We’re taking back our streets!

sshThis is a guest post from Holly Kearl. Kearl is the founder of Stop Street Harassment and the author of Stop Street Harassment: Making Public Places Safe and Welcoming for Women.
In the Kathmandu Valley of Nepal, pedestrian bridges are supposed to allow people to cross busy roads safely, but because street harassment often occurs on the bridges, many women and girls would rather dodge traffic than use them.
Public places are less safe for women and girls worldwide; street harassment and the fear of sexual violence negatively impact our mobility and our access to public spaces. Yet too often, street harassment is dismissed as being no big deal or a compliment.
To bring attention to the harms of street harassment, Stop Street Harassment organized the second annual International Anti-Street Harassment Week. Anyone anywhere can participate by sharing stories, having dialogue –especially with men – about street harassment issues, and visibly reclaiming public spaces and engaging community members.
We are half-way through the week and already many of the more than 140 groups from 21 countries have taken action and have met with great success. (View photos.)
In Nepal, the group Safe City Nepal organized a group of women, girls and their male allies to take back one of the pedestrian bridges. Using sidewalk chalk messaging and signage, they engaged the many passersby in a conversation about harassment on the bridge and empowered themselves by reclaiming the bridge as a place they deserve to be.
“The take back the overhead bridge was so effective that we are planning to do the same on other overhead bridges of the city in coming days, too!” said Smriti RDN, a field research coordinator with Safe City Nepal.
In Waimanalo, Hawaii, the youth of the Brave Heart Program joined their families to create and hold up colorful anti-harassments along a busy road on Sunday. Pohaikealoha Wilcox of the Brave Heard Program said, “A lot of people showed their support by honking, waving, throwing the shaka, and stopping to ask what was going on & telling us keep up the good work and that they were proud! Day one was a success!”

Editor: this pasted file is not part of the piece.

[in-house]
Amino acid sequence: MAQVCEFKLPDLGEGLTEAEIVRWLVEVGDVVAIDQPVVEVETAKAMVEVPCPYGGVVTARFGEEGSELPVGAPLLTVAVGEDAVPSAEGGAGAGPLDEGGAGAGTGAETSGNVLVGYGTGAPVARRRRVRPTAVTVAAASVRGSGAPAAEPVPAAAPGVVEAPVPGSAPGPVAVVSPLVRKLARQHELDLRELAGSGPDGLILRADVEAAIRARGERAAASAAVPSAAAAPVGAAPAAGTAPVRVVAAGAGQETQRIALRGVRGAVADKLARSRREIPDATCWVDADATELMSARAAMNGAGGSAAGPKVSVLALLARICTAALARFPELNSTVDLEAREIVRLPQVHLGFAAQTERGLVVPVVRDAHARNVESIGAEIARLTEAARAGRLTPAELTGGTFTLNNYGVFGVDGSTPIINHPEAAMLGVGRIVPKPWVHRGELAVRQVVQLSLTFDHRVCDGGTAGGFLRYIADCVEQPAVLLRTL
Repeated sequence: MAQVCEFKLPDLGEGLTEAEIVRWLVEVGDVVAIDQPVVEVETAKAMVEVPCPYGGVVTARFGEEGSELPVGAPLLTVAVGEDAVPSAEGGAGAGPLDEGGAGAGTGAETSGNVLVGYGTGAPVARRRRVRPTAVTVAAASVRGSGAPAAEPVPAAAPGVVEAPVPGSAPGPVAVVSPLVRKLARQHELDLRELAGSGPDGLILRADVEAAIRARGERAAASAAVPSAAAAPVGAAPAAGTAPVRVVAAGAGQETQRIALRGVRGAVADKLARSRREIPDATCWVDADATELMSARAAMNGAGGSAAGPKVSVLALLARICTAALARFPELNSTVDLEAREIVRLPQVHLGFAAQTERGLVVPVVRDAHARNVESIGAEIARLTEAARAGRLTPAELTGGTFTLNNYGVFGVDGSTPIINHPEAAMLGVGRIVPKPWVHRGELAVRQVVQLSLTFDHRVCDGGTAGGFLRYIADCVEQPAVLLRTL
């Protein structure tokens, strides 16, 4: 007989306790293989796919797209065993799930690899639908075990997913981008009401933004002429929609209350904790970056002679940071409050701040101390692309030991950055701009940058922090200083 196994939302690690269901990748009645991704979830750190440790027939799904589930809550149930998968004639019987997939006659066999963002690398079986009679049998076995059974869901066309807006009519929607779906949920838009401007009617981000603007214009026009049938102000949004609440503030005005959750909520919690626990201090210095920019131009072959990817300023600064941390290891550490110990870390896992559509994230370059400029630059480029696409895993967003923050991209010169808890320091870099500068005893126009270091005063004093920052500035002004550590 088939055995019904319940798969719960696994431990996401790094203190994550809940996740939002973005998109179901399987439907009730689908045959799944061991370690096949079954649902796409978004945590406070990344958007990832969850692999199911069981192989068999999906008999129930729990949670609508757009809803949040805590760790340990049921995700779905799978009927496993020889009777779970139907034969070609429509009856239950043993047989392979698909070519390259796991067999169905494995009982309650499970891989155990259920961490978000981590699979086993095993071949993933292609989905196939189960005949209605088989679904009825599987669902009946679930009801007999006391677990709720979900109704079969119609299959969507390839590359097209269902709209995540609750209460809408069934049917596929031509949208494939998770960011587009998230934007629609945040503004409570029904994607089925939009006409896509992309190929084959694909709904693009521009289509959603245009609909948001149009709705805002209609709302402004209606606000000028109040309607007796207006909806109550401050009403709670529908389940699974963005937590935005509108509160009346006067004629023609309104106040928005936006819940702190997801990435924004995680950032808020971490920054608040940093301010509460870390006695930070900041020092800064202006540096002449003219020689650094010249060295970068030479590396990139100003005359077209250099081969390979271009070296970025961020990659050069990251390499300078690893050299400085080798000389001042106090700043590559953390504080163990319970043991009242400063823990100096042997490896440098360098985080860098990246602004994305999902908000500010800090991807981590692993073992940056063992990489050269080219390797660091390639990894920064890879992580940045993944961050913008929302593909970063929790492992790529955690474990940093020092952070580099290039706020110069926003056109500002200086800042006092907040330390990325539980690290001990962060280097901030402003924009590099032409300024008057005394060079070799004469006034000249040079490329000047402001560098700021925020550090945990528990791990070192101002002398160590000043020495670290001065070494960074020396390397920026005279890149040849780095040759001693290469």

In Atlanta, Georgia, Laura Grace Bordeaux, Co-founder Georgia Working Group, found out about the week on Saturday. In less than 24-hours, she put together an outreach initiative with about 10 people. She said, “This turned out to be the easiest and most enjoyable public event I’ve ever organized! ‘Chalk Walk’ jumped out at me and Facebook contacts took care of the rest.  All the interactions we had were positive, and we’re taking our chalk, posters, bubble, flyers AND candy out again on Saturday.”
I invite you to participate in the week, too! Join the daily tweet chats on various topics and share images and information on social media. Visit the events page to see if there is already a planned action in your area. If there’s not and you want to organize something, there’s still time! It can be as simple as printing flyers and posting them in your community or using sidewalk chalk to write messages. The biggest outreach days are Friday and Saturday. Just let me know what you did.
Join us, meet us on the street and help make our public places safer!

New York, NY

Chloe Angyal is a journalist and scholar of popular culture from Sydney, Australia. She joined the Feministing team in 2009. Her writing about politics and popular culture has been published in The Atlantic, The Guardian, New York magazine, Reuters, The LA Times and many other outlets in the US, Australia, UK, and France. She makes regular appearances on radio and television in the US and Australia. She has an AB in Sociology from Princeton University and a PhD in Arts and Media from the University of New South Wales. Her academic work focuses on Hollywood romantic comedies; her doctoral thesis was about how the genre depicts gender, sex, and power, and grew out of a series she wrote for Feministing, the Feministing Rom Com Review. Chloe is a Senior Facilitator at The OpEd Project and a Senior Advisor to The Harry Potter Alliance. You can read more of her writing at chloesangyal.com

Chloe Angyal is a journalist and scholar of popular culture from Sydney, Australia.

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